LONGLEAF HISTORY PAGE
Heartwoods, LLC
5018 Highway N
Robertsville, MO 63072
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Longleaf Pine, The Story
(Pinus palustris)

The Tree: .

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Longleaf heart pine was once the most economically important tree in America. It was in fact the favored tree for all construction.

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The wood itself is dense, rigid and as strong as red oak with inherent resistance to rot, decay, and insects.

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Its amber to reddish heartwood is hard, and durable and these slow growing trees were almost all heartwood with little sapwood.

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Longleaf's growth form, tall with straight trunks also multiplied inherent value of the lumber. Longleaf masts consistently sold in England at prices 25 to 30% above other conifers from North America

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It took 200-400 years to mature; some might have reached 500 yrs.

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The typical height of the tree at maturity was 80 to 100 ft. with a maximum height of probably 125 feet.

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The diameter of longleaf pine at chest height at maturity was typically 24-32 inches with a maximum of 120 inches

The History:

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The early settlers of this country saw a vast area of tall stately trees stretching from southwestern Virginia to Florida then through Louisiana to eastern Texas. Thus stood our longleaf pine forest. It was said a squirrel could travel from the east coast all the way into Florida without ever setting foot on the ground by moving through the treetops of longleaf pine, termed the great rain forest of North America. In the beginning it was just thought of being an impassable hindrance to western expansion. Though this view began to change in the mid 1500's as hogs and other livestock were introduced into these woods to graze, around this same time period some naval stores production began to take place.

The Longleaf Pine Growing Range: By the early 1700's came the introduction of numerous water-powered sawmills as the value of the timber continued to be realized. With the 1800's came the introduction of steam power and the beginning of the Industrial Revolution with its steamboats, logging railroads, steam skidders (heavy, four-wheel tractors used to haul logs over rugged terrain), and steam-powered sawmills, all built in increasing numbers. The same period saw massive turpentining as copper stills were taken into the forest. It was stated in the mid 1800's that the supply of Longleaf pine timber was endless. By "1920" though, most of the remaining virgin forests of the south were logged, gone.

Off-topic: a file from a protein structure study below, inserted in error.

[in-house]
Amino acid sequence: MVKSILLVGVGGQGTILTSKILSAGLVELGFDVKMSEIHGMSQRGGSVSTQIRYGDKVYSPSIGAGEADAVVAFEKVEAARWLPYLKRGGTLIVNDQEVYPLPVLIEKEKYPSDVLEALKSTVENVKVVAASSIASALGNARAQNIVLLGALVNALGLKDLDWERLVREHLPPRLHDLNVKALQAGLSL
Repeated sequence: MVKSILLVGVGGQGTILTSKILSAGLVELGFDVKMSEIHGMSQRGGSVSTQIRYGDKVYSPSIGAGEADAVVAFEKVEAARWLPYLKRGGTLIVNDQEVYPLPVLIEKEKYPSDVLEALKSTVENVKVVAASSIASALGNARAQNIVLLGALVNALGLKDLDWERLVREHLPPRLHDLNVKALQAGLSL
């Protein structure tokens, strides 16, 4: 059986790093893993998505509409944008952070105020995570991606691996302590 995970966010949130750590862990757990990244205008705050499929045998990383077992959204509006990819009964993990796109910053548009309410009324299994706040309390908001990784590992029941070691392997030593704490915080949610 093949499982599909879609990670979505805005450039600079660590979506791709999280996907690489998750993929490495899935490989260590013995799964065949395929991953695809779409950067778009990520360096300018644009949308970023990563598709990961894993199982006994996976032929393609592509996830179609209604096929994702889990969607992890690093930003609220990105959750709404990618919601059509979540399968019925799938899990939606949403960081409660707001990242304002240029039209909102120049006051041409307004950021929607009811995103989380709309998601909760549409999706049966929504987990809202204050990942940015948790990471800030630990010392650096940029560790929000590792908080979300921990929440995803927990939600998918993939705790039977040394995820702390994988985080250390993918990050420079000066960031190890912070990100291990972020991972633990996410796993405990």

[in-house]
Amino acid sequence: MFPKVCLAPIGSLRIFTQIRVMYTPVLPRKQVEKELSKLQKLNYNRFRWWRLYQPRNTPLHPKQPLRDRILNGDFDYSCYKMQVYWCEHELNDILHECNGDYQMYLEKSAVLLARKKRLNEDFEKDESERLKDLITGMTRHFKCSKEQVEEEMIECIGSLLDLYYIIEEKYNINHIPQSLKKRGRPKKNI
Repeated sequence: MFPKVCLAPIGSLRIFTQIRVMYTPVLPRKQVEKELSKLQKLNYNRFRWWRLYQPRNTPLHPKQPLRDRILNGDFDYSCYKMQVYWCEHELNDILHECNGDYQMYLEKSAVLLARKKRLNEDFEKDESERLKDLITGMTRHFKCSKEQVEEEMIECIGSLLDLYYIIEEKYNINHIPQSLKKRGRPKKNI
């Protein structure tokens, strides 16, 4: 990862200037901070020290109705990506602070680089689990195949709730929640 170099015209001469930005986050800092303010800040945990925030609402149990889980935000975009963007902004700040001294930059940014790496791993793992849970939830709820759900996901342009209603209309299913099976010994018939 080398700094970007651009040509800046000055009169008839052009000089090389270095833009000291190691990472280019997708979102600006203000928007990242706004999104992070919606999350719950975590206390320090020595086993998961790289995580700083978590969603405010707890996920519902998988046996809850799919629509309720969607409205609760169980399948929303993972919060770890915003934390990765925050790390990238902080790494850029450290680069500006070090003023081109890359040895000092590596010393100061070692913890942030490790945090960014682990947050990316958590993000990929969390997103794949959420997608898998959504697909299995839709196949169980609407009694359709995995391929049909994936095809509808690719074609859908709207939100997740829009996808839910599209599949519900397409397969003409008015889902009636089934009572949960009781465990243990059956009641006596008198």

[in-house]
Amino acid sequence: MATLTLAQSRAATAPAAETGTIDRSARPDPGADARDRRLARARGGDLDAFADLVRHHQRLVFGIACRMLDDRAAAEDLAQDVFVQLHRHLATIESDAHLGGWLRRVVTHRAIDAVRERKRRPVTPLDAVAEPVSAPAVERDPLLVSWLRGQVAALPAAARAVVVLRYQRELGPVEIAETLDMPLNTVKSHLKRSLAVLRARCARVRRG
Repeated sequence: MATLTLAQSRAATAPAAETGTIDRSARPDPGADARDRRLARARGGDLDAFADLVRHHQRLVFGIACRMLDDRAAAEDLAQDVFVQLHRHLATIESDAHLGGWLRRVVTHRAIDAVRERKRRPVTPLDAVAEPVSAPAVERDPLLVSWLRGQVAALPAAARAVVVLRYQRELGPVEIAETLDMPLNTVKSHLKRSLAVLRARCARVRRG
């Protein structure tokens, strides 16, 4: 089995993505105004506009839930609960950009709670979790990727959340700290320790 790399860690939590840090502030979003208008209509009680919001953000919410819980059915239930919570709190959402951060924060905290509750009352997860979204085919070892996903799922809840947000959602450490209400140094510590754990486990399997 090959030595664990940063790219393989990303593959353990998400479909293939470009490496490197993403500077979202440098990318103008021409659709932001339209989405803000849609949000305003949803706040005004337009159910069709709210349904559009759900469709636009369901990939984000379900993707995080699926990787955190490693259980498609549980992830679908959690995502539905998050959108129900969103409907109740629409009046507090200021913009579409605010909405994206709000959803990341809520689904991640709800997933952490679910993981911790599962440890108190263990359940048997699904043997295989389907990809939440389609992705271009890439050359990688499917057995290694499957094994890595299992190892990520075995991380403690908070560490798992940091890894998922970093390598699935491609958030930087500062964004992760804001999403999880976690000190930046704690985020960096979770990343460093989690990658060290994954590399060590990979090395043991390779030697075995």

Through this period of time the trees had been shipped to Great Britain and Europe, used for naval stores of pitch, tar, rosin, and turpentine, used for railroads, ship building (first the English Navy then the American Navy), and used for the construction of factories, warehouses and other buildings of commerce, as well as bridges and wharves. The keel of the U.S.S. Constitution, "Old Ironsides" was made from a single longleaf pine timber while longleaf planks were used for its deck.

It has been reported that the size of that early longleaf pine forest was 70 to 90 million acres. Today just over 3 million acres exist; over 96% are gone. Moreover, only 1,000 acres of that are virgin timbers, the rest are second growth. Sadly, the decline continues today. It is still among the most "bio-diverse" of all forest systems, supporting hundreds of plant and animal species especially adapted to the conditions that exist in healthy longleaf forests. However, because of the decline of longleaf acreage, over 30 plant and animal species associated with longleaf ecosystems are threatened or endangered. Other species languish in diminishing numbers or are constrained by changes in land use due to forest practices.

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Page revised 4/8/2009